Brokeback vs. Narnia

by Anthony Kaufman
December 6, 2005 5:21 AM
5 Comments
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Culture wars, ignite! My latest strike in America's ideological battlefield can be read in this week's Village Voice: "Heavenly Features: Moving into the mainstream, the Christian right tells Hollywood to have a little faith." Of course, a lot of ink has already been spilled by news outlets all over the world about the importance of "The Chronicles of Narnia" to the Christian Right, but I wanted to do a couple things that a lot of articles have not: 1) Highlight that this is not a one-time event pegged to Disney's Narnia, but a widespread movement in Hollywood and 2) the odd coincidence that "Brokeback Mountain" -- the Christian Right's worst nightmare -- is opening the same day as "Narnia".

But before you all call me inflammatory and essentialist and accuse me of being an atheistic culture divider, I wanted to provide you with a quote that Damon Romine, GLAAD's Media Director gave me. "I think the important thing to remember is that many gay people are deeply religious and spiritual -- and I'm guessing many, religious or not, grew up reading the 'Chronicles'; I know I did. These movies aren't at odds with each other -- one's a fantasy epic, the other's a classic romance. It would be an extraordinarily crass move for anyone to try and position this as 'Narnia' versus 'Brokeback', because there are going to be plenty of people who will want to see both."

We shall see. What do you think?

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5 Comments

  • Anovus | December 13, 2005 9:47 AMReply

    I realize that this film is based on a story written by heterosexuals; HOWEVER....it epitomizes certain realities I saw in the gay scene.
    One is the desire for a straight or “straight acting” man. To have two good-looking, masculine cowboys falling in love is virtually every gay man’s ultimate fantasy. It’s their alienation from and ambivalence towards their own masculinity that I believe drives gay men to find completion in other men. This film represents a fantasy which will pull strongly on that deep need for completion.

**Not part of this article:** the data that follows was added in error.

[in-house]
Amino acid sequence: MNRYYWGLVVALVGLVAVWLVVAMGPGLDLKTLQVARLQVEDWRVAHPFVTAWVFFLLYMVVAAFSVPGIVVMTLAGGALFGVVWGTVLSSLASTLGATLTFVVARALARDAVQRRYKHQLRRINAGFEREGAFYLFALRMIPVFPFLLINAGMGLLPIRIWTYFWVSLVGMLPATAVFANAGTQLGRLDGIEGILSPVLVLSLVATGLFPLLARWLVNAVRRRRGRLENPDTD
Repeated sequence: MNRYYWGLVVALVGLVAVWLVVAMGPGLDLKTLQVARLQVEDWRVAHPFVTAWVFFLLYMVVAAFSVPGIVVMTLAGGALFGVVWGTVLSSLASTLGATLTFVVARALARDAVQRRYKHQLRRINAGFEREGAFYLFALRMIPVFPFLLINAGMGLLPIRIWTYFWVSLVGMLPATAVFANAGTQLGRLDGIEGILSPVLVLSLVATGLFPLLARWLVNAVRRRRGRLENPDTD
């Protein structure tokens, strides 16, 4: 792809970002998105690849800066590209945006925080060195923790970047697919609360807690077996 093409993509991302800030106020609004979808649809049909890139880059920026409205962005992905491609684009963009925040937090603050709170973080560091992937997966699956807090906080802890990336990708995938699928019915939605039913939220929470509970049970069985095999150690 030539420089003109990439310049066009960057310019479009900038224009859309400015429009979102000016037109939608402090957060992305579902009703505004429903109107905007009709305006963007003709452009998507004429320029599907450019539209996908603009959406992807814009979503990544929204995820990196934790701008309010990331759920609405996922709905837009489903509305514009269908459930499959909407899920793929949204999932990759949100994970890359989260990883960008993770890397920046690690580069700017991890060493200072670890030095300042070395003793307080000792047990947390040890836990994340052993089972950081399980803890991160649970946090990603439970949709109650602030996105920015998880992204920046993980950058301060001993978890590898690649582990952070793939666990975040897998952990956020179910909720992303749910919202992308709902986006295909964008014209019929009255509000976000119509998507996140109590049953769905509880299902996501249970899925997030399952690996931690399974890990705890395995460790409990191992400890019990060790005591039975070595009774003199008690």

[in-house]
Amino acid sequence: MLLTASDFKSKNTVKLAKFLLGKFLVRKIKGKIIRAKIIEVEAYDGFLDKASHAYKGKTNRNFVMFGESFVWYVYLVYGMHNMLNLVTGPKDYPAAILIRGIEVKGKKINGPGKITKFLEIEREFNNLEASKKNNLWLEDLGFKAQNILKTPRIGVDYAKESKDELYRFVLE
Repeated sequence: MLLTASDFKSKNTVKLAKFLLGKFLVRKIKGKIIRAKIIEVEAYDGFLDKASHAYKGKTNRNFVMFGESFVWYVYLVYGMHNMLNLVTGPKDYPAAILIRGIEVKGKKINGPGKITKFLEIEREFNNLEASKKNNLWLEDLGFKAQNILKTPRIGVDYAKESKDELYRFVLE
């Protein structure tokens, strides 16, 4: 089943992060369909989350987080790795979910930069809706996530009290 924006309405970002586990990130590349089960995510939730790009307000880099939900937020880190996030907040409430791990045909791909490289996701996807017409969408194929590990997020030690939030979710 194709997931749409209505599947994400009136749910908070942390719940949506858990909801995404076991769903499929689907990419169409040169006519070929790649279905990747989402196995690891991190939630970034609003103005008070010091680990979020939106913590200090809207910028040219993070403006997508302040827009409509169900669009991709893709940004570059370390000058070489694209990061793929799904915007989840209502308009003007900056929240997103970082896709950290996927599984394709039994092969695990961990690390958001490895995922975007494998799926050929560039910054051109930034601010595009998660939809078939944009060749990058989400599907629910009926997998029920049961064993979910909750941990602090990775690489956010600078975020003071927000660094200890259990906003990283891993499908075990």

Evidence of gay men’s desire for completing or connecting with their lost or unaffirmed masculinity is evident throughout the gay scene. Just look at a local gay newspaper or look at the iconography adorning the walls of many gay bars and baths: drawings or photographs of hyper-masculine images. These include bulging bodybuilders, policemen, men in leather, and, yes, cowboys. There is a sense of almost reverent worship toward these images of the macho male.
    Look at a few gay male personal ad web sites. You’ll see 90% of the men listing themselves under names like, “Truck Driving Stud,” or “Muscle Jock.” These are all attempts to portray a false masculine self that was never nurtured and possibly attacked in their childhood.
    The need for this completion is so intense that men will risk their lives to achieve it symbolically in sexually acts. Hundreds of thousands have died doing so. There is a compulsion about it that is neither healthy nor freeing.
    I’ve been there. I’ve gotten out. Thank God.
    I’m saddened that a film has been produced that will continue to fuel empty fantasies that don’t ultimately fulfill nor complete a person but lead to emptiness and compulsion.

  • Anita Kilburn | December 11, 2005 5:17 AMReply

    I don't think this is Narnia vs Brokeback. They represent two very different perspectives. Narnia represents hope of good vs. evil. Brokeback represents heartache and pain inflicted by the two male characters based on CHOICES made. characters.

  • Mark Rabinowitz | December 7, 2005 7:05 AMReply

    Yes Eug, you are the only idiot who had never heard of Narnia!
    :-)
    I can't wait to see it.

  • Scott T. | December 7, 2005 5:09 AMReply

    In a way, it sort of pains me that Brokeback Mountain has to be brought out into a world that will immediately politicize it. I'm looking forward to a year or so from now, when the Culture Wars will rage about something else (can the right keep their fake Happy Holidays/Merry Christmas controversy going for a third straight year?) and the movie can return to being just a movie again. Then it will belong to the people who embrace it, not those inclined to branish it as a cultural weapon.

  • eugene | December 6, 2005 7:11 AMReply

    i may be the only idiot who had never even heard of "Narnia" but i was talking to two gay guys recently who LOVE the book and can't wait to see the movie. i think they were raised Christian.

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